Despite the existence of websites that aim to provide a platform for businesses to engage with schools and colleges (such as inspiringthefuture.org), there was clear evidence that they were generally perceived as being fairly limited in terms of helping initiate and develop relationships.
Rather, the importance of the “sell” to businesses is clear; the more informed and involved employers are, the more they will realise that schools and colleges cannot produce a “work-ready” young person alone, and that their input is crucial to the better preparation of young people to the workplace. A dedicated careers coordinator plays an important role in brokering meaningful long-term connections.
Overall, the main facilitators to effective engagement include:
A single line of communication (face-to-face where possible) to help SMEs understand the importance of their role, smooth out queries, break-down barriers, and instil confidence in the employer, with the ultimate goal of sustaining relationships.
In order to assist buy-in from employers, the content of careers information can be discussed together. In addition, providing employers with updates on students’ progress on courses, for example, helped maintain communication channels.
Ensuring flexibility on both sides is important. Additionally understanding the value of any commitment, however small, is critical. Providing case study examples of how employers can engage with educational institutions may help broaden the offer to allow employers to examine various strategies that can fit into their business calendars.
Case study: K&M McLoughlin Decorating
This family-owned painting and decorating company was set up in 1988, and today employs 120 people. In response to a lack of relevant training provision, the company established its own college. Its Apprenticeship programme retains more than 90 per cent of qualified apprentices.
They also work in partnership with a local college to deliver a five-week Pre-Apprenticeship and Employability Programme to improve employability skills and help foster a genuine interest in the construction industry. The programme takes on around 20 individuals every five weeks and gives young people real work experience while instilling a strong work ethic, emphasising punctuality, commitment, team-work etc.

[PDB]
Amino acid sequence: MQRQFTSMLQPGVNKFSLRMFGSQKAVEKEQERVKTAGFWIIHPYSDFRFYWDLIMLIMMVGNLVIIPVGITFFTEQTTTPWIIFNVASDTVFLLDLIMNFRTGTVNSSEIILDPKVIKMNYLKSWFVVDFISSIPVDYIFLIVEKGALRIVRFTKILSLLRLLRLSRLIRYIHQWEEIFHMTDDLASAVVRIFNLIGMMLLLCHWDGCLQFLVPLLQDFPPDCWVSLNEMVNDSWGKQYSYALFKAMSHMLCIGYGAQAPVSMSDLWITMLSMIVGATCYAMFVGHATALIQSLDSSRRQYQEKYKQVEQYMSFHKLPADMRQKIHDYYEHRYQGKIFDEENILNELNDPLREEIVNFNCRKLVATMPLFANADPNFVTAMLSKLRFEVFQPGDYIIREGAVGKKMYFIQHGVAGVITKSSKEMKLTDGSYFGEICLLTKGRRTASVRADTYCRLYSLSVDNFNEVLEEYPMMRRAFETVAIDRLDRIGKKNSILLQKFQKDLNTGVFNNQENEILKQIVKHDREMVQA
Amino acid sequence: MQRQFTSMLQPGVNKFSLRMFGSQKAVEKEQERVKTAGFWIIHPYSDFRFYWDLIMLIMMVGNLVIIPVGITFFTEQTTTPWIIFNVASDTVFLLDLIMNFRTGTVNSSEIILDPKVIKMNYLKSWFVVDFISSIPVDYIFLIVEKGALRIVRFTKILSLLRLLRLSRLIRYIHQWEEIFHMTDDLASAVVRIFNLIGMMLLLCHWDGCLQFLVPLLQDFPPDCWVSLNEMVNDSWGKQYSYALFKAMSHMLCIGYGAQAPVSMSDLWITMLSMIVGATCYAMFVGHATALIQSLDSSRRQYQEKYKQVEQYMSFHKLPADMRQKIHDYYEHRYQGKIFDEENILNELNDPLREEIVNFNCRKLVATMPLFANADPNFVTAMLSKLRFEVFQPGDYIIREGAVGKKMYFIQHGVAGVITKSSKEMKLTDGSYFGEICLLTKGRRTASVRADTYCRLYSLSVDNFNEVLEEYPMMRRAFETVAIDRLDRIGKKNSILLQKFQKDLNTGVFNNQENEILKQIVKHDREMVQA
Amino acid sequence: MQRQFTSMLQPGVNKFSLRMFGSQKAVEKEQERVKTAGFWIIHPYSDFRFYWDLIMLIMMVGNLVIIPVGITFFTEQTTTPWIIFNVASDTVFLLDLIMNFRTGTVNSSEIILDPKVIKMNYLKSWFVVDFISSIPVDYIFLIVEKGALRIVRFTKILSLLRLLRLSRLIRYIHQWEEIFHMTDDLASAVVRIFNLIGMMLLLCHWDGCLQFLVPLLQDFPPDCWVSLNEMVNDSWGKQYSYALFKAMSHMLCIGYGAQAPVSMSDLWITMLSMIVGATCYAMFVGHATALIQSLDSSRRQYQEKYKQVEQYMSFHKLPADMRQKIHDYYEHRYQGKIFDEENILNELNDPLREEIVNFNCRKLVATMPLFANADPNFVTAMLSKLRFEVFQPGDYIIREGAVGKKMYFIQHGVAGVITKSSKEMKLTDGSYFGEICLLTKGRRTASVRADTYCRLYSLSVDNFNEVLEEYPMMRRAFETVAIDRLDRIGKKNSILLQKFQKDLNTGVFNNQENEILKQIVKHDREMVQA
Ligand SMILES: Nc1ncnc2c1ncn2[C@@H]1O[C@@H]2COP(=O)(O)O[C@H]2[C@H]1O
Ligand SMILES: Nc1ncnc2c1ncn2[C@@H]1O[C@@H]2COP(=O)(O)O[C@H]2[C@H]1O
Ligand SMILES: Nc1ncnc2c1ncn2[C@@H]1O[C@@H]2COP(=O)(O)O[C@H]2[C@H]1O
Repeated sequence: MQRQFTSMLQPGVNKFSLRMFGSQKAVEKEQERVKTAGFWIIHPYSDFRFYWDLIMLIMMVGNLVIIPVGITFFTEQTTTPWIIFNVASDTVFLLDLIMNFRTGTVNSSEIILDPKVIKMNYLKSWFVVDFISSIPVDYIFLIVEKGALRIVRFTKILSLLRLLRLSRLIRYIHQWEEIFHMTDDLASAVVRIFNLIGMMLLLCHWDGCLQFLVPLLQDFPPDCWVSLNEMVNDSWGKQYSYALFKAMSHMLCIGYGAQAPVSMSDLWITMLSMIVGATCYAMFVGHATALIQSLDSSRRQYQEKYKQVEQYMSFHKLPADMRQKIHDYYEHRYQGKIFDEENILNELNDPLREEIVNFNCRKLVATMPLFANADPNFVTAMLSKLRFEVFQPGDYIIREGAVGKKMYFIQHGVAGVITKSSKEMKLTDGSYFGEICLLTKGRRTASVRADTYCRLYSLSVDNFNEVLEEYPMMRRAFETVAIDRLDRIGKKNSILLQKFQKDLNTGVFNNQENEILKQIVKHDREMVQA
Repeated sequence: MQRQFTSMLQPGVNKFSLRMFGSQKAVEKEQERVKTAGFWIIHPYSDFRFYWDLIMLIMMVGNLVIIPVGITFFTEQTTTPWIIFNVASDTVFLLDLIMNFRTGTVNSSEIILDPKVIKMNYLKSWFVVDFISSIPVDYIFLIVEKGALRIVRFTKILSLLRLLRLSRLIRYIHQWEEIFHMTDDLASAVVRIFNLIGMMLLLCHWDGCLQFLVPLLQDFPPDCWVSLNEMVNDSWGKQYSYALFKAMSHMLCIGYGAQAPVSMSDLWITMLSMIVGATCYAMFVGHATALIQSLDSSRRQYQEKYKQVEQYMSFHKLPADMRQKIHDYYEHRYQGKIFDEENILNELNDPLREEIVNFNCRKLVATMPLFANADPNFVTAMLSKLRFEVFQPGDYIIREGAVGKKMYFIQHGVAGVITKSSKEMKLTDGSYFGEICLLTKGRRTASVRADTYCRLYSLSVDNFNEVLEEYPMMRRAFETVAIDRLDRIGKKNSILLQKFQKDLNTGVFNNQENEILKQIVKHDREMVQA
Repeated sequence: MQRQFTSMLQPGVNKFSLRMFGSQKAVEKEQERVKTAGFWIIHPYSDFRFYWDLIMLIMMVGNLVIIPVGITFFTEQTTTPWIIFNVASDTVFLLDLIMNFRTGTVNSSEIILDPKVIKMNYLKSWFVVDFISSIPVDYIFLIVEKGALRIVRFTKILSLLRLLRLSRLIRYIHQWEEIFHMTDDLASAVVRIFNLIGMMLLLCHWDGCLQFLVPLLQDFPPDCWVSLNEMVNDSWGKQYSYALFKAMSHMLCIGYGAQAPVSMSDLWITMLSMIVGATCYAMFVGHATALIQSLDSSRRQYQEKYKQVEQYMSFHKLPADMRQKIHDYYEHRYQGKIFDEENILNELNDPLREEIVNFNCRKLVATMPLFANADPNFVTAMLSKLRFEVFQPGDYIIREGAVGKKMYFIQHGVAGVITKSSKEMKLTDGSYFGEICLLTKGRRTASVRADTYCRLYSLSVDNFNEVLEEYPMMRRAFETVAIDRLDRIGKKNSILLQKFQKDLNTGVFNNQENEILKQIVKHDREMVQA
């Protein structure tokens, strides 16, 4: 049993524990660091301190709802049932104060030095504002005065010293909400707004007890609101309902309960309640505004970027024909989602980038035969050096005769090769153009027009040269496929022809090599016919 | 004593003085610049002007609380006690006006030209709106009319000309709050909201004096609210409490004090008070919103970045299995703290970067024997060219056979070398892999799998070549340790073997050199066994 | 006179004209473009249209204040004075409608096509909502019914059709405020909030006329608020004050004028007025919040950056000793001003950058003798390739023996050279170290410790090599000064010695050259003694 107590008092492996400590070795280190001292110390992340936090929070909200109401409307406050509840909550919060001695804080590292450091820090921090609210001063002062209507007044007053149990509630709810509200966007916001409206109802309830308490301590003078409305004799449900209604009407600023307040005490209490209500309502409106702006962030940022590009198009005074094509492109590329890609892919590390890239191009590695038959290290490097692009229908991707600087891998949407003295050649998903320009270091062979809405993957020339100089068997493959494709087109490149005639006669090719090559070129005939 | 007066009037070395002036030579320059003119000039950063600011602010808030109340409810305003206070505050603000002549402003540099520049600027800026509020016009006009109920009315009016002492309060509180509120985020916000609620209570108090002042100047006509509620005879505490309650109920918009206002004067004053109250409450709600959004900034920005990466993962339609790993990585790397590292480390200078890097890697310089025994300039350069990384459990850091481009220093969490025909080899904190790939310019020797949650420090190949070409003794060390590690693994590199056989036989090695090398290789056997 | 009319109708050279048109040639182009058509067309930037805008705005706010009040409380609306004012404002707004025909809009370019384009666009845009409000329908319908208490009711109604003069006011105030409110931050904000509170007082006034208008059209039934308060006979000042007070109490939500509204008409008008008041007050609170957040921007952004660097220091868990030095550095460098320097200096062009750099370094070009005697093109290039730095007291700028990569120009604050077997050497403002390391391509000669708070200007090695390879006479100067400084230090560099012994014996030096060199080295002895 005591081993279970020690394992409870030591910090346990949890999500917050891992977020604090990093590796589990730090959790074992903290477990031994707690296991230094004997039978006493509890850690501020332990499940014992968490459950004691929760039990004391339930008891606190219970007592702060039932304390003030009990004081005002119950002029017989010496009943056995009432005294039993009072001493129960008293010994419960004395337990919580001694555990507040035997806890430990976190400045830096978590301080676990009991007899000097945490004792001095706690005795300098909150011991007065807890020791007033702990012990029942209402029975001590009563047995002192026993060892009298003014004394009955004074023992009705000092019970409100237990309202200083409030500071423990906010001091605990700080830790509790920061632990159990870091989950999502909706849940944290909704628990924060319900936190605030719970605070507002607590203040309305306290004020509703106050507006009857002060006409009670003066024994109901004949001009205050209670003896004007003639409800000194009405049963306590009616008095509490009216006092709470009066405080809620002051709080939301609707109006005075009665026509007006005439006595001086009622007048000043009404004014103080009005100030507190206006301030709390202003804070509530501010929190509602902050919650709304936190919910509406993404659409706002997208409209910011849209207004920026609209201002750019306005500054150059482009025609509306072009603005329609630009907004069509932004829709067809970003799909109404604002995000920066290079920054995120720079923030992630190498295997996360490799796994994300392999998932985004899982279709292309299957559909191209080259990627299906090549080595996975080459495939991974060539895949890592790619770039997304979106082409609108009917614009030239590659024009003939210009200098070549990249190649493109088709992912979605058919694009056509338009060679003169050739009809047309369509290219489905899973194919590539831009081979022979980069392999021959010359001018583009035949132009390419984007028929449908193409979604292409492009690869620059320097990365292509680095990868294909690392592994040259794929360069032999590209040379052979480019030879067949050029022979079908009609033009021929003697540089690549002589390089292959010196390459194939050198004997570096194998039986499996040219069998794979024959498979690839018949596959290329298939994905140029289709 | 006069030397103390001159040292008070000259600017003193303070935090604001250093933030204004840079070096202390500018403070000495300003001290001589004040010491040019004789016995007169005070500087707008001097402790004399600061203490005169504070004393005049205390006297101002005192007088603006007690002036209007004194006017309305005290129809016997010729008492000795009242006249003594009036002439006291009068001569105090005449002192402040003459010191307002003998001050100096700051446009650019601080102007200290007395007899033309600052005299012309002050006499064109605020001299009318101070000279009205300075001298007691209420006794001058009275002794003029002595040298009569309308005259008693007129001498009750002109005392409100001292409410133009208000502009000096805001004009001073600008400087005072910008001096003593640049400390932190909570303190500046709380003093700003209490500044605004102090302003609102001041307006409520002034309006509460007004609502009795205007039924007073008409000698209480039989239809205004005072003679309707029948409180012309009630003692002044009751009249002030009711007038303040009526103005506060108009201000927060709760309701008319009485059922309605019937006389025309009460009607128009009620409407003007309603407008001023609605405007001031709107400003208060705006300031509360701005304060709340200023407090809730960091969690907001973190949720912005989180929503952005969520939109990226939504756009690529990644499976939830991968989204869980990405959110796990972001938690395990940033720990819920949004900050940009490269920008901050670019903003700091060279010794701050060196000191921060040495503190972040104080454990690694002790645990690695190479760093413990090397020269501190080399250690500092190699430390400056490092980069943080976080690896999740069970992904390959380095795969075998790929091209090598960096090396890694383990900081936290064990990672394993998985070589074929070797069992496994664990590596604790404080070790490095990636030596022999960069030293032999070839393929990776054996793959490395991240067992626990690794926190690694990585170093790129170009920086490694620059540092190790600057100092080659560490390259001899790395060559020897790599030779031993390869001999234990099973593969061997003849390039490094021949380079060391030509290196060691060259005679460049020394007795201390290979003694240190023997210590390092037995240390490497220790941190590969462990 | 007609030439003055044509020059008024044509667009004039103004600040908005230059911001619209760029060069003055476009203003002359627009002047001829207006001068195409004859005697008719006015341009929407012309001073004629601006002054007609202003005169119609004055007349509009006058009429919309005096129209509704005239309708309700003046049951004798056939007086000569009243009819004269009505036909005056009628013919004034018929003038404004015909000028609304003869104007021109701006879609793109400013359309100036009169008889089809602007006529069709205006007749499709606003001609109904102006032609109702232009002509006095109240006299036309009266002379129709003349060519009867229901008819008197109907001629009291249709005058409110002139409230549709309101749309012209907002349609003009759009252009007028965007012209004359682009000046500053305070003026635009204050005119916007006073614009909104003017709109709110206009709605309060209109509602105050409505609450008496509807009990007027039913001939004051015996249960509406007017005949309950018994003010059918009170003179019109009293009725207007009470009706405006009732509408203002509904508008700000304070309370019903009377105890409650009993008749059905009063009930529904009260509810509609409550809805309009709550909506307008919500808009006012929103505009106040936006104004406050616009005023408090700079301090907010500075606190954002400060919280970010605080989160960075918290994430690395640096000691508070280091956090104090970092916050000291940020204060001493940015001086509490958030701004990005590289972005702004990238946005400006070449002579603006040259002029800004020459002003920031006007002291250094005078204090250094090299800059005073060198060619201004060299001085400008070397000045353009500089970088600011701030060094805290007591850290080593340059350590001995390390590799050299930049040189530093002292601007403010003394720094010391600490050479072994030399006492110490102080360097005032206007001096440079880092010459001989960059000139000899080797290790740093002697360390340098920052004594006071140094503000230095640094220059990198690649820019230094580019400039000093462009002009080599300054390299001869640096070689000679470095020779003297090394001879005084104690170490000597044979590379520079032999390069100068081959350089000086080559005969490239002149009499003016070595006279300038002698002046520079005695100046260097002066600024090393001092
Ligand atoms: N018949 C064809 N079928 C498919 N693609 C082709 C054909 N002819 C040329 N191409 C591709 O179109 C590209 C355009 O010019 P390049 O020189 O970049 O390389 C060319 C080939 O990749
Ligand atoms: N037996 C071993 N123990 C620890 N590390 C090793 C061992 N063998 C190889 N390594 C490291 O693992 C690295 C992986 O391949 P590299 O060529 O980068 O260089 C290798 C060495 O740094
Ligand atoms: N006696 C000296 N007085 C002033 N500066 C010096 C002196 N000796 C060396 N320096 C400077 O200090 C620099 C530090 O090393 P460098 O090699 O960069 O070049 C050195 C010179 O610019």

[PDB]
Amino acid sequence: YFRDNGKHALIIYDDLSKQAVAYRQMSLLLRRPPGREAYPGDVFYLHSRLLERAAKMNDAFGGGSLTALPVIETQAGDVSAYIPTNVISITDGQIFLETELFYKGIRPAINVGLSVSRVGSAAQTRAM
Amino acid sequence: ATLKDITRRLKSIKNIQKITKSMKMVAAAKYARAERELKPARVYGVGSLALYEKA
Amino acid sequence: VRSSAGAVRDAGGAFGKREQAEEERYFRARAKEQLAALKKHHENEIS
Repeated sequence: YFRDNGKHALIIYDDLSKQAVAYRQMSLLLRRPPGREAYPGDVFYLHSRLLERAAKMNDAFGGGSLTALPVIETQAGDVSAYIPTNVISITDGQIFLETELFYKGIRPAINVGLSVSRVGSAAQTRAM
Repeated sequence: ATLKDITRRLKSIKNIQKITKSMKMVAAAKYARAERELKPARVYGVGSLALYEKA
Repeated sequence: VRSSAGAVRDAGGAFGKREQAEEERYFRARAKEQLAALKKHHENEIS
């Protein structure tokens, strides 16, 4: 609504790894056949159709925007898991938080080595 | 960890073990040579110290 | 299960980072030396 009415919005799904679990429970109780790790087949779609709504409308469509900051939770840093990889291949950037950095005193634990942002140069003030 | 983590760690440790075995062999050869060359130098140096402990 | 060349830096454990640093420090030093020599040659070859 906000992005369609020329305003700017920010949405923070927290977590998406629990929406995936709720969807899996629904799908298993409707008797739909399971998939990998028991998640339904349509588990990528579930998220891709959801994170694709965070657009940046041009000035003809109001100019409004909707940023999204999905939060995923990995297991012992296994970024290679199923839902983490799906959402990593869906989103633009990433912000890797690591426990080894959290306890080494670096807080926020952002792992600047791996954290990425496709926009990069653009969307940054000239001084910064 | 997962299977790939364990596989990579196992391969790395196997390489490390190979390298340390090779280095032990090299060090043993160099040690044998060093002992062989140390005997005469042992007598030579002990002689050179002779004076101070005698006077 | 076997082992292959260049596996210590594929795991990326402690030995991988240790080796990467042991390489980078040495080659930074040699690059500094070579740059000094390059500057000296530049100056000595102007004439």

Case study: UTC Reading
Partnerships with local industry are imperative to helping deliver college courses and SMEs play a key role in course delivery. Some sponsor BTEC units and the college aims to match each unit to a business partner. The partner agrees the unit content in an attempt to match their business needs. The partner launches and delivers the unit, supports assessment and can offer mentoring or work experience opportunities. Elsewhere, tutors can collapse the curriculum for a day in order for partner SMEs to deliver specific activities. Also, whole-school events, where SMEs work with other larger companies, help to deliver aspects of the curriculum.
The research found that effective infrastructure to help guide discussions between educators and businesses could help overcome communication barriers which can result in businesses losing interest and enthusiasm. As a result, the evidence informed a Connect Card (see further information), which acts as a starting point to help bridge the gap between educator and employer, providing a platform for meaningful dialogue which could help lead to effective education-business link activities.
If only one important message is taken away from the research, it is that developing direct relationships between schools, colleges and SMEs, where respect, transparency and mutual benefits are valued, is crucial. Increased dialogue and open-mindedness on both sides can help ensure that flexible methods of engagement are understood, providing the structure needed to progress and sustain engagement in a meaningful way for all parties.
Further informationThe Connect Card, the research summary and a case study report outlining examples of good educator-employer activities across London and the South East, can be found at www.nfer.ac.uk/employability
Michelle Judkins is an NFER research associate.